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The ENERGY STAR product labeling program, which began in 1992, helps U.S. consumers, businesses, utilities, and government agencies to identify more efficient products that lower their energy costs. It is jointly administered by EPA and the Department of Energy (DOE), with EPA as the lead agency.
Over 10,000 products have been submitted to the EPA, which started the ENERGY STAR program in response to the Clean Air Act Amendments of 1990 and the Energy Policy Act of 1992. Bases for the program include: Section 103(g) of the Clean Air Act directs the EPA Administrator to “conduct a basic engineering research and technology program to develop, evaluate, and demonstrate non-regulatory strategies and technologies for reducing air pollution”; Section 131 of the Energy Policy Act of 1995 amends Section 324 (42 USC 6294) of the Energy Policy and Conservation Act to establish at the DOE and the EPA “a voluntary program to identify and promote energy-efficient products and buildings in order to reduce energy consumption, improve energy security, and reduce pollution through voluntary labeling of or other forms of communication about products and buildings that meet the highest energy efficiency standards.”
At the end of May, the U.S. Environmental Protection Agency (EPA) finalized the provisions for ENERGY STAR Version 5.0, which are set to go into effect on 15 September 2014. To meet the new ENERGY STAR requirement, the annual energy consumption of residential refrigerators and freezers will be required to be less than or equal to the Maximum Annual Energy Consumption (MAEC) level for that product class as established in Table 1 of the ENERGY STAR Version 5.0 Program Requirements. The new standard will result in 10% less energy used than under the current requirement.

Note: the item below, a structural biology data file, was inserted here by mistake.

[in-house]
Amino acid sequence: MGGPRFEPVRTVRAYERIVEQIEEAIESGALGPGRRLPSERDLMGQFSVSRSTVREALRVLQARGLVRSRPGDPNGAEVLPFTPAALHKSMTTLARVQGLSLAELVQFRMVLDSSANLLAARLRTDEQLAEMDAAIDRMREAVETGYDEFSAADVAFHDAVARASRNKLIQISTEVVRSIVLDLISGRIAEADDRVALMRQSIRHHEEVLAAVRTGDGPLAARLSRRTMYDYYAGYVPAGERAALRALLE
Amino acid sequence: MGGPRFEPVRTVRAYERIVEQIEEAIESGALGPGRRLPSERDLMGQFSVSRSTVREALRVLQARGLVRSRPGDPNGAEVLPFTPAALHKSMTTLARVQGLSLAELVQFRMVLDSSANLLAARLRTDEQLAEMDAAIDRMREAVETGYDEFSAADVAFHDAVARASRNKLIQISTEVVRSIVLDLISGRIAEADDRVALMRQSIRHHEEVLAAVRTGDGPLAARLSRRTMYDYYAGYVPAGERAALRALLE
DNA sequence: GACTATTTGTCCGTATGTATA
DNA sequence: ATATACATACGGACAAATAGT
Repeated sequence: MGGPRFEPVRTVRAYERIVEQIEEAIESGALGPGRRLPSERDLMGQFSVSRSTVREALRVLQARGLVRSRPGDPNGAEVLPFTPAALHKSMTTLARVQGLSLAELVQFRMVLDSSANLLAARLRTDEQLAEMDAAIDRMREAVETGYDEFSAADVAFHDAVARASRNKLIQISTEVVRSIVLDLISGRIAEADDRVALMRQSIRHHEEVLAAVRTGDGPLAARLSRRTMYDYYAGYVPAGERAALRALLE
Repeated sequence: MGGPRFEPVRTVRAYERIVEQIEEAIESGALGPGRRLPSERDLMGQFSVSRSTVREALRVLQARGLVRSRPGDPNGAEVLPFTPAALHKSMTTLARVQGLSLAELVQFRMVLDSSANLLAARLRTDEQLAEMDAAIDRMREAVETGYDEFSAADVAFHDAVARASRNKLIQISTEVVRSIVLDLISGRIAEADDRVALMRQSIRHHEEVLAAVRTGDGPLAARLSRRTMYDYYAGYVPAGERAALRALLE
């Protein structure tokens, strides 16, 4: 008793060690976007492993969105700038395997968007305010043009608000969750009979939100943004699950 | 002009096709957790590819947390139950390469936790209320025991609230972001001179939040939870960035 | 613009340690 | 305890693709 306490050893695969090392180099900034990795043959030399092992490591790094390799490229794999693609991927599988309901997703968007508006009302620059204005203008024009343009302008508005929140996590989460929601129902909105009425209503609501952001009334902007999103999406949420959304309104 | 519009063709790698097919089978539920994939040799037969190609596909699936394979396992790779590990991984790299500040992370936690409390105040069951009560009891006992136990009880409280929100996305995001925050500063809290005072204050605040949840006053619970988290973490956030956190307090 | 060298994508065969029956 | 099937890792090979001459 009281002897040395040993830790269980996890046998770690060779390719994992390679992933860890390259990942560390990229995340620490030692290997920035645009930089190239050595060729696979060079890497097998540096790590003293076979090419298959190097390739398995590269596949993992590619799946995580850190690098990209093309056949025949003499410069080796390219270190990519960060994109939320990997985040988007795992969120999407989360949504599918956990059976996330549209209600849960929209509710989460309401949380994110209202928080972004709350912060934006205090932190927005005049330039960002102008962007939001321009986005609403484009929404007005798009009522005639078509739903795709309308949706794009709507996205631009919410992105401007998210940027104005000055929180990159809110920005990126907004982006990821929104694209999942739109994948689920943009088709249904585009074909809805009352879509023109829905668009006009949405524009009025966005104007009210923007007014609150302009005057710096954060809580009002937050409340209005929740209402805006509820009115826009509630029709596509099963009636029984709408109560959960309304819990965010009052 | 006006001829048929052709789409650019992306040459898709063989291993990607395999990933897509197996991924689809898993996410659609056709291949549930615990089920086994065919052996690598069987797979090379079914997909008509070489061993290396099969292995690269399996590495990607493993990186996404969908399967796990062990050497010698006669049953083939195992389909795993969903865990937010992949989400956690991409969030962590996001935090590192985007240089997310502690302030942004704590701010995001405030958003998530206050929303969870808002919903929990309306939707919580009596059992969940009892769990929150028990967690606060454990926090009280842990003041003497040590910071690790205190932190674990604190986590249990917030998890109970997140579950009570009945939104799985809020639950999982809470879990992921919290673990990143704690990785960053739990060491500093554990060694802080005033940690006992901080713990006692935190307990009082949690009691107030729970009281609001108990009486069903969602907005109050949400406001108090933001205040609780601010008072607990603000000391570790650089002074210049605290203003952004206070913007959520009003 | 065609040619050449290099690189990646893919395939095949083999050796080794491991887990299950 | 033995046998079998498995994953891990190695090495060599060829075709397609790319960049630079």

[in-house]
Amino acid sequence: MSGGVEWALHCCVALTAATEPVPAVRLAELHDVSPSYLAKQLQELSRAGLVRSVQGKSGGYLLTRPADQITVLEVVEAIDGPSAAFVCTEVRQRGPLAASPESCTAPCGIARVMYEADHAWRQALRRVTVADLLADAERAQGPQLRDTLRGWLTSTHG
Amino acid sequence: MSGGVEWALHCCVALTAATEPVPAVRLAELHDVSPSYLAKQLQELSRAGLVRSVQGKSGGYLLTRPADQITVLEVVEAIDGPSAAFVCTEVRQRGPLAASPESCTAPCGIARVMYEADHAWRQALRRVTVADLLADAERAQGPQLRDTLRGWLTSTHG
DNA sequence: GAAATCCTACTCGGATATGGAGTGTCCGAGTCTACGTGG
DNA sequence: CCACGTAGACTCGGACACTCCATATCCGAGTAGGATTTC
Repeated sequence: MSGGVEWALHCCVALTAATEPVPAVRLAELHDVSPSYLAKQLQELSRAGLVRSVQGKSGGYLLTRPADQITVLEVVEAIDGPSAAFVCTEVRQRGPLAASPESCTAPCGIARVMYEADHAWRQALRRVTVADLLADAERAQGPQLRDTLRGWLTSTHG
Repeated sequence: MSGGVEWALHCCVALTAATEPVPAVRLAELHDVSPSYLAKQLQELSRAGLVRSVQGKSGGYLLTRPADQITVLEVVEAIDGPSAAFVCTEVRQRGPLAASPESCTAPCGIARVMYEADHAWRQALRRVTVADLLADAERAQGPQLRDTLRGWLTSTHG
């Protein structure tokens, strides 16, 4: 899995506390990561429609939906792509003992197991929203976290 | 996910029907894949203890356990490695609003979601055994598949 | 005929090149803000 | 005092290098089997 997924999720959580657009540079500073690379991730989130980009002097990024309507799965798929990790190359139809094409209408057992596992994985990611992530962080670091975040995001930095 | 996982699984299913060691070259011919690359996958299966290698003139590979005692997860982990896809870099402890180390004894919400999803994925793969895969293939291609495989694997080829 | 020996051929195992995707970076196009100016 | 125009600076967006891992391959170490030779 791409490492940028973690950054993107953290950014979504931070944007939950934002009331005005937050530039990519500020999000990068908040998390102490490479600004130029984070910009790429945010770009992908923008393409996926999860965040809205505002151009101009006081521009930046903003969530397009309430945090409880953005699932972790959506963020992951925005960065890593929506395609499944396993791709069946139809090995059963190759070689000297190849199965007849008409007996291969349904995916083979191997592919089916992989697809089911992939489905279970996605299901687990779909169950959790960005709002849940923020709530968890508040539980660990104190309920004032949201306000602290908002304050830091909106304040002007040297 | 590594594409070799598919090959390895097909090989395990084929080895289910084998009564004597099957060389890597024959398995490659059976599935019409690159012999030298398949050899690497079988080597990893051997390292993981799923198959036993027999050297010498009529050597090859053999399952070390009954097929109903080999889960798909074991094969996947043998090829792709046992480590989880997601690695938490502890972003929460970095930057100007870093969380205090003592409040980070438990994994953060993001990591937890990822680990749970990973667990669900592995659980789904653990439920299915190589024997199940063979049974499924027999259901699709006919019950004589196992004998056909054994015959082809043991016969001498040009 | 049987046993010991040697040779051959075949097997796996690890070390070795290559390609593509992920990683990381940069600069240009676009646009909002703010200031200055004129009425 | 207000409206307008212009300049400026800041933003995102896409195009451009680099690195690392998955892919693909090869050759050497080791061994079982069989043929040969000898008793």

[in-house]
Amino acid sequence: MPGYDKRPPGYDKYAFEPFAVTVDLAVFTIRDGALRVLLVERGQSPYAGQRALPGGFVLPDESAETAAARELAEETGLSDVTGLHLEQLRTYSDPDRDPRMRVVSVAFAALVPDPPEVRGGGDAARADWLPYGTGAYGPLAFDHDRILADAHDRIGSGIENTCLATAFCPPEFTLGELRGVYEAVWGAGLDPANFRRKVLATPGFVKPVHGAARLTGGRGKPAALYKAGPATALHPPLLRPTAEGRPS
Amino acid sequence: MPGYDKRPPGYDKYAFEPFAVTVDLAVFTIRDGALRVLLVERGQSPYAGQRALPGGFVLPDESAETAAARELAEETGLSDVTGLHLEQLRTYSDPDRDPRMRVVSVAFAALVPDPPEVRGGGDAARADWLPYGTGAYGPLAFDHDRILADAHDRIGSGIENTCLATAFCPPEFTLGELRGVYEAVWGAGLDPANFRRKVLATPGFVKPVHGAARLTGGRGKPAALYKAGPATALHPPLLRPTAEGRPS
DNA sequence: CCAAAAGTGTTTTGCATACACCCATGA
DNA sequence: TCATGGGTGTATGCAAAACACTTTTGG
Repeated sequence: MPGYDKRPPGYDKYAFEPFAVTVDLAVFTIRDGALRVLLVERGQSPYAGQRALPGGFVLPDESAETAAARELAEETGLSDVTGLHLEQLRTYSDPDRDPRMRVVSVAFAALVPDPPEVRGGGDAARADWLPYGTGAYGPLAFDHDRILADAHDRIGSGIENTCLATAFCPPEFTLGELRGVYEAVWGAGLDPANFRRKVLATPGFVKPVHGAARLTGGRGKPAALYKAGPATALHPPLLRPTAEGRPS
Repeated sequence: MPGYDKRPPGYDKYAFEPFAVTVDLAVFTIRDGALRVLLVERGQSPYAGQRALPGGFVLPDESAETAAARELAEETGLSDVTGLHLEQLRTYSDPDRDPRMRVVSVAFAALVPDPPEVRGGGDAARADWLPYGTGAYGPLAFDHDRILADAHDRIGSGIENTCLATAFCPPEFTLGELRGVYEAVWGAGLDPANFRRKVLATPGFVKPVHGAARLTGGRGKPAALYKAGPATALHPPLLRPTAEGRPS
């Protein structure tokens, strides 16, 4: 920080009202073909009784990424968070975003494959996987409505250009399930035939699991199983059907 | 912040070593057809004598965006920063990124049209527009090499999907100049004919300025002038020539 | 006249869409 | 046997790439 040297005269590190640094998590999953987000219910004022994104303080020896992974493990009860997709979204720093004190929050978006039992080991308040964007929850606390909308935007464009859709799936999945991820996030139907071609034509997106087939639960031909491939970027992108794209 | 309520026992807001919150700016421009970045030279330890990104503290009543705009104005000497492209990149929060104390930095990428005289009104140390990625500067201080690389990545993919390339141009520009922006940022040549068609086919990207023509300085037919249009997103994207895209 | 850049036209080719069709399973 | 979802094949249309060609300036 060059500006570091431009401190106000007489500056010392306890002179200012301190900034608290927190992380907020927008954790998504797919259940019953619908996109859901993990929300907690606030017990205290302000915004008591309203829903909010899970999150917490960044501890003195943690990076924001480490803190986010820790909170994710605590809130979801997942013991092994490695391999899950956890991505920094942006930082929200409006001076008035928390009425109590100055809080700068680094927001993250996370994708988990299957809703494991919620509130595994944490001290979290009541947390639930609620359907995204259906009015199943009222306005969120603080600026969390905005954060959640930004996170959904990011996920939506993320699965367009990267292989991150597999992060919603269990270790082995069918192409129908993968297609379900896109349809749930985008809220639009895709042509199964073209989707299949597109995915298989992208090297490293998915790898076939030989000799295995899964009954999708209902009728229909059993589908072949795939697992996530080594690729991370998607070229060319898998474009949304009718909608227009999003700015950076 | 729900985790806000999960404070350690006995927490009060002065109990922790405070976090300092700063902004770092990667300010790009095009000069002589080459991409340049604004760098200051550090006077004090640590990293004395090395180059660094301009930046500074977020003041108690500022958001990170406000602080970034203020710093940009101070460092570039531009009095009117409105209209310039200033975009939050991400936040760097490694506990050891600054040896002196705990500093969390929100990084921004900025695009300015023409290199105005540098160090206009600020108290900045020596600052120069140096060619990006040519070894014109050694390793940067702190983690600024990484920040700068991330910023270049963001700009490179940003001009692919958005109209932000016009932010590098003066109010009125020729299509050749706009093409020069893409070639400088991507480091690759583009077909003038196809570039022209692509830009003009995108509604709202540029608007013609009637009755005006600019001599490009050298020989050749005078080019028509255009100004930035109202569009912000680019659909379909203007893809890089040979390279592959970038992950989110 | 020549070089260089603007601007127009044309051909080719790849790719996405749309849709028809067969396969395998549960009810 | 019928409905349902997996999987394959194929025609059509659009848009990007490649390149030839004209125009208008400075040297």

The Version 5.0 specifications also establish an optional functionality criteria that allows participants to be eligible for a “connected” allowance. The criteria for “connected” consumer refrigerators and freezers includes: an alert if the door has been left open, real-time reports on the product’s energy consumption, and the ability for customers to use computers or smart phones to remotely put the refrigerator into energy-saving vacation mode. To meet the new “connected” standards these appliances would also give consumers the option to connect their appliances with the “smart grid” and thus to adjust automatically to environmental conditions and overall demand on the grid. These automatic adjustments can be overridden by the consumer at any time.
Now that the EPA has issued the new requirements, manufacturers may immediately elect to have their Certification Body (CB) certify their eligible products to the Version 5.0 specifications. After 15 September 2014, all refrigerators or freezers must meet the Version 5.0 requirements in order to bear the ENERGY STAR mark. Version 4.1 product certifications will remain valid until that date, and CBs will stop certifying new product submissions to Version 4.1 as of 1 January 2014. Under the ENERGY STAR program, all new products must be certified by an EPA-recognized CB before they may be labeled and marketed as an ENERGY STAR product.
Kirsten Wallerstedt is a Senior Regulatory Analyst with the new Supply Chain Product Compliance Solution at 3E Company. In addition to engaging suppliers to obtain and manage compliance data, the service links your products directly to news alerts that affect your products.